Cinephiles and nature
A Wet Letter From Munnar!
By Lopamudra Jena Kaul
If Kerala is known as God’s own country, then we can go as far as to assume Munnar to be Eden. Located on the Western Ghats, the temperature can drop as low as to -3 Celsius. With fog so thick that one cannot see what’s in front of them and frosted dew, people can sometimes forget they are actually in the southern part of India. Definitely on almost everyone’s travel list, one can see tons of foreigners who throng in the market for tea, spices and chocolate along with city dwellers who come to this picturesque hill resort for a change in pace. Those who are into adventure can go on treks and hike the through numerous tea plantations to national parks. If you are a health freak or a foodie, a sporty person or just someone looking to relax, Munnar is the place for you. Finally, for those who are passionate about films can add one more place to their bucket list along with the likes of Mumbai, Goa, Kolkata and Thiruvananthapuram. Thanks to the Rain International Nature Film Festival, now there’s something for everyone in Munnar.
From 25th to 27th January, 2019, the 1st edition of the festival was hosted by Mr. Jayaraj. He is not just a filmmaker but an activist as well. Founder of the Birds Club International, he has incorporated the most prevalent issue in our time – that of climate change - to make a statement in his very first film festival. The festival saw International jurors and participants from all over. The accomplished jury comprised of Girish Kasaravalli, Prasanna Vithanage and Bijaya Jena. A wide variety of films, from documentary to feature were submitted from Norway, Japan, Canada, France, Russia and Sri Lanka among many others. Forest Man of India, Jadav Payeng received the Lifetime Achievement award for his contribution. At a very young age he spent his time turning dry, arid land into a forest all on his own. His story is a fine example of what a man can do if he puts his mind to something. Nothing is impossible and it’s never too late.
The competition comprised of features, documentaries, animation as well as short films. In the feature film category, the award went to ‘The Lord Eagle’ by Edvard Novikov of Russia. Set in Siberia, it is a fictional story with a powerful message. What people need to understand is that we can co-exist with animals if only we try. In the first half of the film, the characters think of the eagle as a bad omen, a nuisance, a threat. What they don’t realize is that its man who is the real villain, a danger to environment. By killing a helpless eagle, all that the hunter gains, is his affirmation of himself as being on top of the food chain.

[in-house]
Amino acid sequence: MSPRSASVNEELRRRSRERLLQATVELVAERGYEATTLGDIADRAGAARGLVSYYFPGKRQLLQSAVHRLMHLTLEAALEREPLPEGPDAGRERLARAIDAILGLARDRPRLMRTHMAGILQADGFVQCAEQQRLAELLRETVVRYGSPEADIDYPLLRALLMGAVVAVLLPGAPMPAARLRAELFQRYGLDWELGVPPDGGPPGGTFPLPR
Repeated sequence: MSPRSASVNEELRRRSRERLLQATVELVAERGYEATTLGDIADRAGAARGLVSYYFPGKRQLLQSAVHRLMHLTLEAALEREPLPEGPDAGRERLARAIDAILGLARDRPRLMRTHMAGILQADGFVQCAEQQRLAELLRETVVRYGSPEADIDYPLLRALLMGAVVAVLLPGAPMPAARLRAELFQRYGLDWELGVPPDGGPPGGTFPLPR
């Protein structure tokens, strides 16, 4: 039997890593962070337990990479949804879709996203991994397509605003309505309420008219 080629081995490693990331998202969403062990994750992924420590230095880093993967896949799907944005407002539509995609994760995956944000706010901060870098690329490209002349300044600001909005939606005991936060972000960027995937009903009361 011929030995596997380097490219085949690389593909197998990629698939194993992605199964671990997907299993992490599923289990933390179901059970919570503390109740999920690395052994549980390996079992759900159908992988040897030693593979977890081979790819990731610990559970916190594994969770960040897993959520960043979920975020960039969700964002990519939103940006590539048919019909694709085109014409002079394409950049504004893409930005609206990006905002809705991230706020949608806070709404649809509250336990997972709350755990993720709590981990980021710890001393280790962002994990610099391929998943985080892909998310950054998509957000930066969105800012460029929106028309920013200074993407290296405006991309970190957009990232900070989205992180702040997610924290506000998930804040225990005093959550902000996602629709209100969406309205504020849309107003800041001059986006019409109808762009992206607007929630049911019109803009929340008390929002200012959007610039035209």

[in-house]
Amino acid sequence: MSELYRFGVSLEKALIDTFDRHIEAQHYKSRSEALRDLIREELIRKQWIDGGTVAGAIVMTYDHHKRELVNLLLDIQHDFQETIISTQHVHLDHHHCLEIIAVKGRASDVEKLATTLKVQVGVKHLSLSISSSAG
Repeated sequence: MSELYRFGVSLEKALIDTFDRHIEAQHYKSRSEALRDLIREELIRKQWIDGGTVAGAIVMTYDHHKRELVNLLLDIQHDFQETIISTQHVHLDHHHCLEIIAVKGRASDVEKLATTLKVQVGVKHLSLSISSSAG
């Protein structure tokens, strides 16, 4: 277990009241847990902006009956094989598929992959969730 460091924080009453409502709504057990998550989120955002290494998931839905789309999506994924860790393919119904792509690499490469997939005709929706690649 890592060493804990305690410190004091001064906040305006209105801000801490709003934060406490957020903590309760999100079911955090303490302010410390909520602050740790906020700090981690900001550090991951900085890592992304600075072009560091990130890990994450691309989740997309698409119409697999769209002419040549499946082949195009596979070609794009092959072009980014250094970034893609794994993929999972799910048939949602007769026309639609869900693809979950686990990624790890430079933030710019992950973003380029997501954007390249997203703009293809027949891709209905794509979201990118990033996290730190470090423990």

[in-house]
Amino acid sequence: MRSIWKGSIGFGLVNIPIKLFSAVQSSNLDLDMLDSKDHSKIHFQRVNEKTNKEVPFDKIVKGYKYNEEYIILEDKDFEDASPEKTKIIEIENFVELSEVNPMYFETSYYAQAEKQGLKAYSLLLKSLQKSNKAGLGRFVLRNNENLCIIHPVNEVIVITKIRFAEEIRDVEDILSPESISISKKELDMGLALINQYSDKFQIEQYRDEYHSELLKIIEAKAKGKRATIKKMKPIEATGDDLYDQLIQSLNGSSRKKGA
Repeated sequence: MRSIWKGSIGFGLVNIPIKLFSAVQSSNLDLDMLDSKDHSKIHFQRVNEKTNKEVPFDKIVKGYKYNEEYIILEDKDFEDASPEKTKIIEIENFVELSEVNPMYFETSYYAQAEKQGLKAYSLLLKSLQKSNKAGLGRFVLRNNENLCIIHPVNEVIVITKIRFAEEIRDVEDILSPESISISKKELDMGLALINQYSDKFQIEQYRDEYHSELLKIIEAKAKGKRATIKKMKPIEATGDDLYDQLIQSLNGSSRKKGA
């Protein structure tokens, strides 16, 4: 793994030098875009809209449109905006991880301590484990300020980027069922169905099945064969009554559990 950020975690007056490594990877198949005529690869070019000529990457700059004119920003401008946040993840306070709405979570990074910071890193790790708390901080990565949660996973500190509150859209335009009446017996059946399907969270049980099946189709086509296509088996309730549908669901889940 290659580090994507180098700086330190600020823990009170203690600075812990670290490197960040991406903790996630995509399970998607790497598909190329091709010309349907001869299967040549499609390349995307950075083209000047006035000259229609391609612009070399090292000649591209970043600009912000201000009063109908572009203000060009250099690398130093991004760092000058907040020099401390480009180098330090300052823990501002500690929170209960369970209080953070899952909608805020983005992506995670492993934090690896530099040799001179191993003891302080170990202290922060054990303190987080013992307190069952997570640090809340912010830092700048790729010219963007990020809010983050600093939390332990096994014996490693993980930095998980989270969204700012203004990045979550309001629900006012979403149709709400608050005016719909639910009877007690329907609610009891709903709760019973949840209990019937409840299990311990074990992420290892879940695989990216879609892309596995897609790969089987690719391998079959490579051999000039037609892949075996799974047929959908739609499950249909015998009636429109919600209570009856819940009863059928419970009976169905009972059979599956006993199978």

The documentary section had many competent films making it difficult to even predict who would get the award. In the end, Canadian film ‘Antoe’s Ark’ got the prize. Filmmaker Matthieu Rytz’s subject on the dangers faced by the country of Kiribati makes us think twice about the fate of island nations. It is a plea to take global warming seriously. The western developed countries may be the largest contributors to global warming yet it’s the small and powerless that are affected immediately with no means to face the near future. Two special jury mentions were also announced. ‘Yasuni Man’ was one of them. Focusing on the indigenous communities of Ecuador, filmmaker Ryan Killackey weaves a heart-wrenching tale. Man is the enemy of nature as well as his own species. People talk big, but in the end money and territorial power is prioritized over a country’s own people and culture.
Traditions are being forgotten every day, ecology is degrading and people are being killed over what is in the long term, just petty grievances. The second documentary was Hidekuni Imazu’s ‘A Life Line.’ This aesthetically beautiful film shows us the biodiversity of Japan and what is at stake. Different species of animals have co-existed since the beginning of time. Predators and preys live together. But why can’t man? With no narration or dialogues, the film sends across a very striking reminder of what we should be fighting for. Suresh Elamon’s short documentary, ‘Kaananam, The Spirit of Silent Valley’ merits acknowledgment for its topic on how to preserve the ecosystem. Dams are a needed to further progress and provide electricity which is why many are not told about some of its harmful effects on nearby flora and fauna. But nature thrives if it’s given a chance. The Silent Valley National Park’s outcome is what people can achieve if they work together. Its success story is why NGOs and activists should not give up.
The Rain International Nature Film Festival provides a platform for young filmmakers and students. Those who want to make films but for a cause should look no more as this festival is a chance to showcase their talent as well as spread their message. It also brings cinephiles and nature lovers together. Participants, audience as well as volunteers of this year were from various fields. We had filmmakers, teachers of zoology and botany to PhD students of environmental science. Everyone learnt something from one another. The festival also brought awareness to the local people about the pollution from diesel emissions and plastic waste among the other problems faced by Munnar.
One should not just watch a film, enjoy and then forget or go back to their lives. That is not what entertainment is for anymore. Due to the universal concerns very much present in this time and age, every single person has to step up and lend a hand. Festivals like this provide opportunities for movies, which if made with a powerful motive will surely have impact. We have to take climate change seriously and movies do exactly this, which is by informing without being didactic.